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NASA selects companies to develop commercial space destinations

Northrop Grumman’s free flyer commercial destination design leverages flight proven elements to provide the base module for extended capabilities including science, tourism, industrial experimentation, and building of infrastructure beyond initial design.
Image: Northrop Grumman

Edinburgh, 3 December 2021. – NASA announced having signed agreements with three U.S. companies to develop the designs of space stations and other destinations in space. The agreements are the first in a two-phase approach to a seamless transition of activity from the ISS to commercial destinations.

During this first phase, which is to continue through 2025, private industry will collaborate with NASA to formulate and design commercial LEO destination capabilities. In the second phase, the agency will certify these destinations for NASA crew member use. They will then purchase services for crew to use when available, thus saving money while enabling NASA to focus on its Moon and Mars missions.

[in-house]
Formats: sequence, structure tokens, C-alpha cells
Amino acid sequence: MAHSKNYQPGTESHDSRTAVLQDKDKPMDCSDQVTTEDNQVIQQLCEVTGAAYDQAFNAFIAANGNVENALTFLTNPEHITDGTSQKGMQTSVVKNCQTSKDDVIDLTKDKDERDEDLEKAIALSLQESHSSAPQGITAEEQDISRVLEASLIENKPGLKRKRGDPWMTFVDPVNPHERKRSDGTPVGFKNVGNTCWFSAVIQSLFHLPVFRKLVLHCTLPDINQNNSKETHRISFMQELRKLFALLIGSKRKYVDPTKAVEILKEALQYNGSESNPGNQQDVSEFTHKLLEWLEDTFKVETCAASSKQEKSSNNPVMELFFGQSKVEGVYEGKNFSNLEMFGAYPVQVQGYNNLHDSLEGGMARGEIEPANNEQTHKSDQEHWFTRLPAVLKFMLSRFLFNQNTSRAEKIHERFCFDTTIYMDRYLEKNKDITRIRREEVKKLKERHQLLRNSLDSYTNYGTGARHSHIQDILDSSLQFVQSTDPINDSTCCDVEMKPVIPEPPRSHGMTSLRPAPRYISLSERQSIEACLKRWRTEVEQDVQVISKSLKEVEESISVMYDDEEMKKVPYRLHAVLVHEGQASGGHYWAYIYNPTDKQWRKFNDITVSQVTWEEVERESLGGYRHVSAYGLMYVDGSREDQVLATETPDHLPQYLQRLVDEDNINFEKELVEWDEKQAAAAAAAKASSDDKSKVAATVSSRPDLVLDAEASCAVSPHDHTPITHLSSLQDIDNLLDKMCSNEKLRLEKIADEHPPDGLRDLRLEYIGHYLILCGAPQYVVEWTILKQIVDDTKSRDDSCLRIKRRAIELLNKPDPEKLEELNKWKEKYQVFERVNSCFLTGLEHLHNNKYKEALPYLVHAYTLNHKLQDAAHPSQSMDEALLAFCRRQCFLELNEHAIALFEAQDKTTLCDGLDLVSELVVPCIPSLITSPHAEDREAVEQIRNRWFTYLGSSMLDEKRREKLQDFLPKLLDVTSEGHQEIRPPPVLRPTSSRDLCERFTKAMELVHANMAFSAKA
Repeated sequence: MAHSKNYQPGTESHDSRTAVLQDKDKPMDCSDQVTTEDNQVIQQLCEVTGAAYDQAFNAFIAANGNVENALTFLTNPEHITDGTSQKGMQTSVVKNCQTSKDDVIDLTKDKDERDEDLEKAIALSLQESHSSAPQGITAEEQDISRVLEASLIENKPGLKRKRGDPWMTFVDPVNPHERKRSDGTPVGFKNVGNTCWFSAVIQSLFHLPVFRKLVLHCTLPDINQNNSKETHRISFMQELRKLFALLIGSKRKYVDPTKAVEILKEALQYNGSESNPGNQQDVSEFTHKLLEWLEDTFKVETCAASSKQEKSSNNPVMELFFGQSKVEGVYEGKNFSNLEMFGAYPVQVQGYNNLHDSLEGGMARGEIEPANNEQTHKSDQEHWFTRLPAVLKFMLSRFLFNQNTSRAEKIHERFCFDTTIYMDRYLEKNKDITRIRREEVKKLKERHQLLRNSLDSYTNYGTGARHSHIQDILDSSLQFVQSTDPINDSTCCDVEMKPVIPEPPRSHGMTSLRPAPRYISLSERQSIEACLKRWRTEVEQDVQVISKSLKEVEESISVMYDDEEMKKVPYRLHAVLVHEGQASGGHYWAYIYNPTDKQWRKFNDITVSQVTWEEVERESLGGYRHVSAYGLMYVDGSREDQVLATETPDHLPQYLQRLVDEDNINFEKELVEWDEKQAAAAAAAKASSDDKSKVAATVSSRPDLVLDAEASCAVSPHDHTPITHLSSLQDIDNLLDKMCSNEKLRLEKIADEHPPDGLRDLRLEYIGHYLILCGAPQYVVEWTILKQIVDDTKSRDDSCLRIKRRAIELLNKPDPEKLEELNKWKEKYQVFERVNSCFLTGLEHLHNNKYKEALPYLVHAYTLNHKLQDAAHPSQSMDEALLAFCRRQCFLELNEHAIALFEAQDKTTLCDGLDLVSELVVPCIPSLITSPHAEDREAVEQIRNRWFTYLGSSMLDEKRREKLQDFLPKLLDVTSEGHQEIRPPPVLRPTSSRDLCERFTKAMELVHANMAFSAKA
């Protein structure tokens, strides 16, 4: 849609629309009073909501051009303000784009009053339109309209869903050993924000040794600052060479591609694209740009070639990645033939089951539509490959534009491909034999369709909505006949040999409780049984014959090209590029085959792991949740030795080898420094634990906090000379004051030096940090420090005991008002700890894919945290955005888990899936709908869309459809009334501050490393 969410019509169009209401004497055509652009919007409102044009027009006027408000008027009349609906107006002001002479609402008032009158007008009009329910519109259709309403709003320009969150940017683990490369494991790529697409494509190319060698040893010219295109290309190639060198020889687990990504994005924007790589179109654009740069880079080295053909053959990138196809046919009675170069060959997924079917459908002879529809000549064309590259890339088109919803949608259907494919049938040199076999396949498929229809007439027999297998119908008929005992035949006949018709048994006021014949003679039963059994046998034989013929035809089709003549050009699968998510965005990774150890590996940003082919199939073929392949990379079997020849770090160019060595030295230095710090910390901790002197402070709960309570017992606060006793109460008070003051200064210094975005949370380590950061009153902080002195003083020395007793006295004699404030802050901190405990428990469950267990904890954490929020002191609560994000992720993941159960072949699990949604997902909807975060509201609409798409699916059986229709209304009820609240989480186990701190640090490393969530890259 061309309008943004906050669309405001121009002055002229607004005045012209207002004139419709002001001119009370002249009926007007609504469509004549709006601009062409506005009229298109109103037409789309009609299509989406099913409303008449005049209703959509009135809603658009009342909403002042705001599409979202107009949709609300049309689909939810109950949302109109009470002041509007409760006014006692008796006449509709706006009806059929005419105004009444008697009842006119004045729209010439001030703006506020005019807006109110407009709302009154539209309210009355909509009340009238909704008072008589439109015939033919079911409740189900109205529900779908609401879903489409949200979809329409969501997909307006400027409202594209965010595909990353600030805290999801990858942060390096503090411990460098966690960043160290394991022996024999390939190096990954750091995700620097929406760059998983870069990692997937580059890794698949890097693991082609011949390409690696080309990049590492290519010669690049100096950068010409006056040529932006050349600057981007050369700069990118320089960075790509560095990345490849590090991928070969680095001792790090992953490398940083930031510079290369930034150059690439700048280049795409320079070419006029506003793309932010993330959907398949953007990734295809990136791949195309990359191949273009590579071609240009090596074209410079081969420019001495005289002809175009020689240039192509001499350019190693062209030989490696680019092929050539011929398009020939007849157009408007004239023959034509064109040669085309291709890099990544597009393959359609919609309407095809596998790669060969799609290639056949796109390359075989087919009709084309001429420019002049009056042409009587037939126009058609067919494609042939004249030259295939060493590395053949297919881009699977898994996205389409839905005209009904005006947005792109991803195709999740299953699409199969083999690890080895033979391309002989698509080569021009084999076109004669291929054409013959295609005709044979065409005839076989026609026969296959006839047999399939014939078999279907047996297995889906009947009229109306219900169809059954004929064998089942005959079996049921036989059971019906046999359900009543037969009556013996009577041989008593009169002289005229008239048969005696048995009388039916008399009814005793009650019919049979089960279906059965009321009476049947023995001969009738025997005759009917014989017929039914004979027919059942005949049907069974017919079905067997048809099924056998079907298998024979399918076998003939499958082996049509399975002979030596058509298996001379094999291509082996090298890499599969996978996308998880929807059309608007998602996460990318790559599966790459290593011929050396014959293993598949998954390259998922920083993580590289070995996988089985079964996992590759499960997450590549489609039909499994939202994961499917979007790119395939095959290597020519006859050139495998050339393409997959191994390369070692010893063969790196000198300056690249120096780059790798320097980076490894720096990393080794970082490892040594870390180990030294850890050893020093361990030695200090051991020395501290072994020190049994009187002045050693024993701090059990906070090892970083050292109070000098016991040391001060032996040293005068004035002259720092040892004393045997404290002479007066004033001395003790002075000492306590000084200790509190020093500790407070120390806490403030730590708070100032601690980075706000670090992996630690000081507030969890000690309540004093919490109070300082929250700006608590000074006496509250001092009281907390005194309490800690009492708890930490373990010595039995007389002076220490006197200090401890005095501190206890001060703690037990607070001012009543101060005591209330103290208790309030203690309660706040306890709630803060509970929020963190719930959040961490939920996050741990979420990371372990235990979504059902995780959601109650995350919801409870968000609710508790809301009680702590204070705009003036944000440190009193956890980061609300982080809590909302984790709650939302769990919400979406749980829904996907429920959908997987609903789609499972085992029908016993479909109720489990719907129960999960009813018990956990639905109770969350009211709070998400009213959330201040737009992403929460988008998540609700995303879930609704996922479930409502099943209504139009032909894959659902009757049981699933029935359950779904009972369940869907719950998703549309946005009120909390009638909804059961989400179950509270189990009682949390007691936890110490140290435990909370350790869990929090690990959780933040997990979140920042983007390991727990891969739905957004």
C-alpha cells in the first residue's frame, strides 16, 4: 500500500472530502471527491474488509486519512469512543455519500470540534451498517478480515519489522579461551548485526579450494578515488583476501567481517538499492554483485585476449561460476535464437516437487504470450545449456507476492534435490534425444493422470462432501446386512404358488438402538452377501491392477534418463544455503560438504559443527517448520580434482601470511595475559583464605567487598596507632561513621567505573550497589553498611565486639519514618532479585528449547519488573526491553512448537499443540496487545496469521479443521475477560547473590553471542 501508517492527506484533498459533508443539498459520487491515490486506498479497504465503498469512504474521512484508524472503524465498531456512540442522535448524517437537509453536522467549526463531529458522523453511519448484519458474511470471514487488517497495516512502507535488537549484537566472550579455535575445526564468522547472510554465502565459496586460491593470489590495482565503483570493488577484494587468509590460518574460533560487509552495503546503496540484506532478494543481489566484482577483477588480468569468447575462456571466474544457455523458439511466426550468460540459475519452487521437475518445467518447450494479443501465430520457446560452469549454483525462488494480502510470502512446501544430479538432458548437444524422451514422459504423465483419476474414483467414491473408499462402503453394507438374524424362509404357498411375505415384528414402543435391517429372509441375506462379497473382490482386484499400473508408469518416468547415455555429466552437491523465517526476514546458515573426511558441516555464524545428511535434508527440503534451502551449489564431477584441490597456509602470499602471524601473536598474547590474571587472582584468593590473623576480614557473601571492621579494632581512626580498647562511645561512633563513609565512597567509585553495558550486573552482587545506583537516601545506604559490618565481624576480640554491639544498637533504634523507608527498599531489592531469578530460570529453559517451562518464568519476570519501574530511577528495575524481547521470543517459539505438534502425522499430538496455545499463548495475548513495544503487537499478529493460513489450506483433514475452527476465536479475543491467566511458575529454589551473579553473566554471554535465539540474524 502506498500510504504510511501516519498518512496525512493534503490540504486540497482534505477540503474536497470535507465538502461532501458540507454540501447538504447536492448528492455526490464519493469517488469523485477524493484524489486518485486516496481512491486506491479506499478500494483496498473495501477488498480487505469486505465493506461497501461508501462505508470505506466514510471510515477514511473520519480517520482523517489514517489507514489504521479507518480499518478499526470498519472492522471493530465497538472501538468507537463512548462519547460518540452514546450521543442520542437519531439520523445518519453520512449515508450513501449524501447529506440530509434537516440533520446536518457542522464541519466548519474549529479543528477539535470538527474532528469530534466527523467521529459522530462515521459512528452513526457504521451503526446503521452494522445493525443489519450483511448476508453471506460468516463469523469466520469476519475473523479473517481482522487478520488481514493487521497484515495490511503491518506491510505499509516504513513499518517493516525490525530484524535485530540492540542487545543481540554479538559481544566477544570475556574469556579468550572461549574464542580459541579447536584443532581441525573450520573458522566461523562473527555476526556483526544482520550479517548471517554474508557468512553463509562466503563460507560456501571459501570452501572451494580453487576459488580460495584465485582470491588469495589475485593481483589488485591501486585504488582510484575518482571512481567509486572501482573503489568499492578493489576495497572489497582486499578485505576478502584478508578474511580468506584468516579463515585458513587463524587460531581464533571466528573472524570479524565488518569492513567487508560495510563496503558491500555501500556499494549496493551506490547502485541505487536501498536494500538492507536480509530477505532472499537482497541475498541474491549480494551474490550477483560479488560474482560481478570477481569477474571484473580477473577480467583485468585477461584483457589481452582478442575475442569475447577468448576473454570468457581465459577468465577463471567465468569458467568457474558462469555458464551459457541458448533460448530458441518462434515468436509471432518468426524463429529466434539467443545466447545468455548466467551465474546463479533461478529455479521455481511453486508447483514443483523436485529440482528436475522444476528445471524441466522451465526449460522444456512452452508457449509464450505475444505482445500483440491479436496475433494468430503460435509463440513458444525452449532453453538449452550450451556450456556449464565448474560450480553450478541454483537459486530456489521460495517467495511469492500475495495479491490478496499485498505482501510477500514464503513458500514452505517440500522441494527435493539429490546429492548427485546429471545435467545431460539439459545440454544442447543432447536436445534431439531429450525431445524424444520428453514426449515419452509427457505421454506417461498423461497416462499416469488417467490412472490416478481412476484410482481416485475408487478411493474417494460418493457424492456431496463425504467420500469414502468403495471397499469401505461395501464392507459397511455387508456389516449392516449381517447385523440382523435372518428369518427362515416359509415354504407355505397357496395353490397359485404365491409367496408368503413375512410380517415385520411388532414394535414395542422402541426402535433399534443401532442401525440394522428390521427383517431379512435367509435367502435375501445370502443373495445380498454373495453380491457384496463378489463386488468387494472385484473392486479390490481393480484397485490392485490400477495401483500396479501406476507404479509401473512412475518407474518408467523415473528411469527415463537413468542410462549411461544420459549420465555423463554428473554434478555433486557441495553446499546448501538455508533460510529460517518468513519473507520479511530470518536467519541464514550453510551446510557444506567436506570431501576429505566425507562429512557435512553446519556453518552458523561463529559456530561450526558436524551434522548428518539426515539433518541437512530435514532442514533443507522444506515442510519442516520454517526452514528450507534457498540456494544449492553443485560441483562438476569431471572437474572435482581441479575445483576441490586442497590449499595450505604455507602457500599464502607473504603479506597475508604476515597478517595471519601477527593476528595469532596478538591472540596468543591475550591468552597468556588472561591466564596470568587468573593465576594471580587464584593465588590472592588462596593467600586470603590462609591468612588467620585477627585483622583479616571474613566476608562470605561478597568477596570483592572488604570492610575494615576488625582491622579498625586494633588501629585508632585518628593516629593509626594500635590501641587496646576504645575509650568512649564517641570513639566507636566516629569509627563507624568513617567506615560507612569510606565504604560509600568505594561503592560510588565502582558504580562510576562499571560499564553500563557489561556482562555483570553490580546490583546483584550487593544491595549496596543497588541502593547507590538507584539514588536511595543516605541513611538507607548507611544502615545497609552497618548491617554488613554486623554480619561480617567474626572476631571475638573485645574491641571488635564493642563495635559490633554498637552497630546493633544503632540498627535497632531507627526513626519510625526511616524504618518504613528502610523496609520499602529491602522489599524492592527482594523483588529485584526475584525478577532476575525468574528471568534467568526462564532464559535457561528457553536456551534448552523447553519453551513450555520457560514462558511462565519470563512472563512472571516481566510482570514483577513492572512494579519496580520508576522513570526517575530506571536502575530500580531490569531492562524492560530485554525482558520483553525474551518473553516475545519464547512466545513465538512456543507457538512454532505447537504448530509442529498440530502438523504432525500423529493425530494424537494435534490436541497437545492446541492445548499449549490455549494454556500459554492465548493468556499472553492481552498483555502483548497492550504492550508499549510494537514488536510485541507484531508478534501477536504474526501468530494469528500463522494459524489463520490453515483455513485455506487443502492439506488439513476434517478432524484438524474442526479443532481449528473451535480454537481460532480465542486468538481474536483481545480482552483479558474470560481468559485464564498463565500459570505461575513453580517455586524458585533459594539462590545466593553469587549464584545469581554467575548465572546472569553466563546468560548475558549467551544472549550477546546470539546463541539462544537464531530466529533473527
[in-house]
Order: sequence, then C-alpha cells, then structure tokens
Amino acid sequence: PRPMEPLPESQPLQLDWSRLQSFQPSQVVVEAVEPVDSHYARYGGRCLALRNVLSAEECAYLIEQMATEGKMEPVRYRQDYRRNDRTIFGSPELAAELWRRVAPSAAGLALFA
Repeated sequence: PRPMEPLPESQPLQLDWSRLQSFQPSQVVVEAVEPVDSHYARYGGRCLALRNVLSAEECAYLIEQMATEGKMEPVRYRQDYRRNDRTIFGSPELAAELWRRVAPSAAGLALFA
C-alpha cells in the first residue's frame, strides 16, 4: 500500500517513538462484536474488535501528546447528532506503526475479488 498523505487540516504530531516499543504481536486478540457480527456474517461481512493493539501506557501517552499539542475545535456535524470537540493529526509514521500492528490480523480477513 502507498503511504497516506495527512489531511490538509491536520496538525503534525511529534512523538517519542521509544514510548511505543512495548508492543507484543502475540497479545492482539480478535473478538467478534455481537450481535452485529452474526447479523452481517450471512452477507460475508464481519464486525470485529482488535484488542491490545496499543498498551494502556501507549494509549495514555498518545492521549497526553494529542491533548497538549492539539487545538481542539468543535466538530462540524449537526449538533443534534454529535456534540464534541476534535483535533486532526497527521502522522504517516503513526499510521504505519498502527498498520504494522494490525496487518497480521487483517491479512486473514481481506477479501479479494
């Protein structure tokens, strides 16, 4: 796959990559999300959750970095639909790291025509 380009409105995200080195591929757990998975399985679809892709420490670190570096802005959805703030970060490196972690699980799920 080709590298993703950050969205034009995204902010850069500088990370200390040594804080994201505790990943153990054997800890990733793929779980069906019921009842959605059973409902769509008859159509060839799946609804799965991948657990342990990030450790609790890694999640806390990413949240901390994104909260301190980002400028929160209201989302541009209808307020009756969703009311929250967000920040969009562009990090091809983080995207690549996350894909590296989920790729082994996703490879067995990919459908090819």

The Space Act Agreements entail a total award amount of US $415.6M. The companies that received awards are Blue Origin (US $130M), Nanoracks (US $160M) and Northrop Grumman (US $125.6M). These awards will stimulate the development of commercial, independent space stations available to both government and private-sector customers.

NASA estimates that they will need continuous accommodations and training for at least two crew members in LEO. They will also require a national orbiting laboratory to perform approximately 200 investigations annually supporting human research and technology demonstrations.

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